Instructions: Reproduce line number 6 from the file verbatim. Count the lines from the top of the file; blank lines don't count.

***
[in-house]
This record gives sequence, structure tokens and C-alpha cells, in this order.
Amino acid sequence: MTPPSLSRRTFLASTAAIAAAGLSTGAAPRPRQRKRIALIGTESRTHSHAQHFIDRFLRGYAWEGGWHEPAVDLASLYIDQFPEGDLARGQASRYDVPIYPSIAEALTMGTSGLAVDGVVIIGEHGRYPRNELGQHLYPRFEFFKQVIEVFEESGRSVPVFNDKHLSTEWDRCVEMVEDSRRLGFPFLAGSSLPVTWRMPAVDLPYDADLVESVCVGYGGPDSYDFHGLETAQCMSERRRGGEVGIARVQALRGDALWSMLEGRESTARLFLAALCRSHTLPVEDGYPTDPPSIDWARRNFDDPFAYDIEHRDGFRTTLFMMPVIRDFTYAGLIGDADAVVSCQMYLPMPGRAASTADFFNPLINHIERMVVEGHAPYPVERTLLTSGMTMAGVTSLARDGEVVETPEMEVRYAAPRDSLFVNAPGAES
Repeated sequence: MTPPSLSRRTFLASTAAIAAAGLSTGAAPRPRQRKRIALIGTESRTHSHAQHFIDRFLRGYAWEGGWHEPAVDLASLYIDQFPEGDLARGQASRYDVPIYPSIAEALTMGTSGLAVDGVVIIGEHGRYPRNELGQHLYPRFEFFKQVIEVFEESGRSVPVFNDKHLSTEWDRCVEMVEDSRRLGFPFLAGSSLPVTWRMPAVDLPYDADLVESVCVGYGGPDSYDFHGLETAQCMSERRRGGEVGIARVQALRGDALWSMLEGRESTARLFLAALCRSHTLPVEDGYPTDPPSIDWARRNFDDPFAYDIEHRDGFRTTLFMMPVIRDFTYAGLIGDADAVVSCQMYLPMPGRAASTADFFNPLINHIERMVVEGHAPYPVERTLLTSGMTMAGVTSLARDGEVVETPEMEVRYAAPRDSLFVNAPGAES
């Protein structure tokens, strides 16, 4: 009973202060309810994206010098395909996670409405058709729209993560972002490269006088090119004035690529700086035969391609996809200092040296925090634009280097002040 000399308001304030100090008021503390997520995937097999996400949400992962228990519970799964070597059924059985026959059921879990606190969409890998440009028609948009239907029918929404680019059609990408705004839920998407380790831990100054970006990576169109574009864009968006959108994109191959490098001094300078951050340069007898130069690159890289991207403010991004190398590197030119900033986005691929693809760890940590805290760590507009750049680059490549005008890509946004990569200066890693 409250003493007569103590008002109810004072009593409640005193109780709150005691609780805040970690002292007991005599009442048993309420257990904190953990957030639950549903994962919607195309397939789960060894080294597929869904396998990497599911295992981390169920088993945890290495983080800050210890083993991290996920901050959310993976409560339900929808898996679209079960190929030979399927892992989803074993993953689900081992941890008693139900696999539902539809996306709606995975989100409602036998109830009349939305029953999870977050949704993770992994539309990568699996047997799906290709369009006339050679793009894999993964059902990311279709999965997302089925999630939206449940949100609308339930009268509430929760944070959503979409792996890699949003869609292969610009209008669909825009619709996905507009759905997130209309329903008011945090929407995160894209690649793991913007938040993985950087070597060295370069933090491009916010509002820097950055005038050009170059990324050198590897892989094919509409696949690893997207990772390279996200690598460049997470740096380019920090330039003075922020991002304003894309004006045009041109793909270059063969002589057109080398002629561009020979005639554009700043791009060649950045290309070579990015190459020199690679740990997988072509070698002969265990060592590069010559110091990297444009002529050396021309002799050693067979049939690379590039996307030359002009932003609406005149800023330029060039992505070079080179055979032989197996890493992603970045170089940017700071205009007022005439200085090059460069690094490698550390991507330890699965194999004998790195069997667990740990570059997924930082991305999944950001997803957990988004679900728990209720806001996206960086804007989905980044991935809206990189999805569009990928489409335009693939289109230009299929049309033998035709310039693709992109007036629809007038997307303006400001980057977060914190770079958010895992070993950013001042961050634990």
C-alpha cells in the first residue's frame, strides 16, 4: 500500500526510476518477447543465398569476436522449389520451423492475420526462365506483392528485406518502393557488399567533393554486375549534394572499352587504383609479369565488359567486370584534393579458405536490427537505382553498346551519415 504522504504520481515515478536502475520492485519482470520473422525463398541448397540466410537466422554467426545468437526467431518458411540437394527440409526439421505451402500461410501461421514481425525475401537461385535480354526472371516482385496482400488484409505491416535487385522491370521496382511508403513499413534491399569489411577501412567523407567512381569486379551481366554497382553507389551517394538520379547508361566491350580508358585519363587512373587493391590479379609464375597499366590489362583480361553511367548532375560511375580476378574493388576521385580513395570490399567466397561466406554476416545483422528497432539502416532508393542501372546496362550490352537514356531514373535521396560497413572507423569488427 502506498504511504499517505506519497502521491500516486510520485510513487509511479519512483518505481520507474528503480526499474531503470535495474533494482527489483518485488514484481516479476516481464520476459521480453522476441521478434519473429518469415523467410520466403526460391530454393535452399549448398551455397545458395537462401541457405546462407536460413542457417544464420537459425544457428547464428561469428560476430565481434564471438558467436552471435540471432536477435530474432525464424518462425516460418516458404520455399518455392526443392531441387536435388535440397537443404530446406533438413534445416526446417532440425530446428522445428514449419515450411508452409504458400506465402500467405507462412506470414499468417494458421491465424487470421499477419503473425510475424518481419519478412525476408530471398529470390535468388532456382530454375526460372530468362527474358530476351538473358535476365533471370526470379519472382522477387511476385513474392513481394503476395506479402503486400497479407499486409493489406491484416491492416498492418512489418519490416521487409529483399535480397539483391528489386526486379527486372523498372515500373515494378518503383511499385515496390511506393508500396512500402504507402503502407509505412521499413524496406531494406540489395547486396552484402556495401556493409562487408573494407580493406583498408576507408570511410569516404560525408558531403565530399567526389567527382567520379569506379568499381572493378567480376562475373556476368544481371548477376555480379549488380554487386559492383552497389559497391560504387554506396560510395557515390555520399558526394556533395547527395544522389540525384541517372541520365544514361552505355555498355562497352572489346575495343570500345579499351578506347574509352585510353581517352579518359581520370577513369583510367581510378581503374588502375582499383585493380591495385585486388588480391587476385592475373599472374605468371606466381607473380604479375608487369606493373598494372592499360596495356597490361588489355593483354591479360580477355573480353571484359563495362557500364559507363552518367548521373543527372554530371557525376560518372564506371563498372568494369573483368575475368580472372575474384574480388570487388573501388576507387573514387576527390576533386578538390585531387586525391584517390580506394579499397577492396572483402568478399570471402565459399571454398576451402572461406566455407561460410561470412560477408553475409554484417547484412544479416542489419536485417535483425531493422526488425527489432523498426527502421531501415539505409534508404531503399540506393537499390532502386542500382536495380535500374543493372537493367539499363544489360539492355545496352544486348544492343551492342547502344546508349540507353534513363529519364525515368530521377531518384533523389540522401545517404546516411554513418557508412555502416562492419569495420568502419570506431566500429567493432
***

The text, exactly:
C-alpha cells in the first residue's frame, strides 16, 4: 500500500526510476518477447543465398569476436522449389520451423492475420526462365506483392528485406518502393557488399567533393554486375549534394572499352587504383609479369565488359567486370584534393579458405536490427537505382553498346551519415 504522504504520481515515478536502475520492485519482470520473422525463398541448397540466410537466422554467426545468437526467431518458411540437394527440409526439421505451402500461410501461421514481425525475401537461385535480354526472371516482385496482400488484409505491416535487385522491370521496382511508403513499413534491399569489411577501412567523407567512381569486379551481366554497382553507389551517394538520379547508361566491350580508358585519363587512373587493391590479379609464375597499366590489362583480361553511367548532375560511375580476378574493388576521385580513395570490399567466397561466406554476416545483422528497432539502416532508393542501372546496362550490352537514356531514373535521396560497413572507423569488427 502506498504511504499517505506519497502521491500516486510520485510513487509511479519512483518505481520507474528503480526499474531503470535495474533494482527489483518485488514484481516479476516481464520476459521480453522476441521478434519473429518469415523467410520466403526460391530454393535452399549448398551455397545458395537462401541457405546462407536460413542457417544464420537459425544457428547464428561469428560476430565481434564471438558467436552471435540471432536477435530474432525464424518462425516460418516458404520455399518455392526443392531441387536435388535440397537443404530446406533438413534445416526446417532440425530446428522445428514449419515450411508452409504458400506465402500467405507462412506470414499468417494458421491465424487470421499477419503473425510475424518481419519478412525476408530471398529470390535468388532456382530454375526460372530468362527474358530476351538473358535476365533471370526470379519472382522477387511476385513474392513481394503476395506479402503486400497479407499486409493489406491484416491492416498492418512489418519490416521487409529483399535480397539483391528489386526486379527486372523498372515500373515494378518503383511499385515496390511506393508500396512500402504507402503502407509505412521499413524496406531494406540489395547486396552484402556495401556493409562487408573494407580493406583498408576507408570511410569516404560525408558531403565530399567526389567527382567520379569506379568499381572493378567480376562475373556476368544481371548477376555480379549488380554487386559492383552497389559497391560504387554506396560510395557515390555520399558526394556533395547527395544522389540525384541517372541520365544514361552505355555498355562497352572489346575495343570500345579499351578506347574509352585510353581517352579518359581520370577513369583510367581510378581503374588502375582499383585493380591495385585486388588480391587476385592475373599472374605468371606466381607473380604479375608487369606493373598494372592499360596495356597490361588489355593483354591479360580477355573480353571484359563495362557500364559507363552518367548521373543527372554530371557525376560518372564506371563498372568494369573483368575475368580472372575474384574480388570487388573501388576507387573514387576527390576533386578538390585531387586525391584517390580506394579499397577492396572483402568478399570471402565459399571454398576451402572461406566455407561460410561470412560477408553475409554484417547484412544479416542489419536485417535483425531493422526488425527489432523498426527502421531501415539505409534508404531503399540506393537499390532502386542500382536495380535500374543493372537493367539499363544489360539492355545496352544486348544492343551492342547502344546508349540507353534513363529519364525515368530521377531518384533523389540522401545517404546516411554513418557508412555502416562492419569495420568502419570506431566500429567493432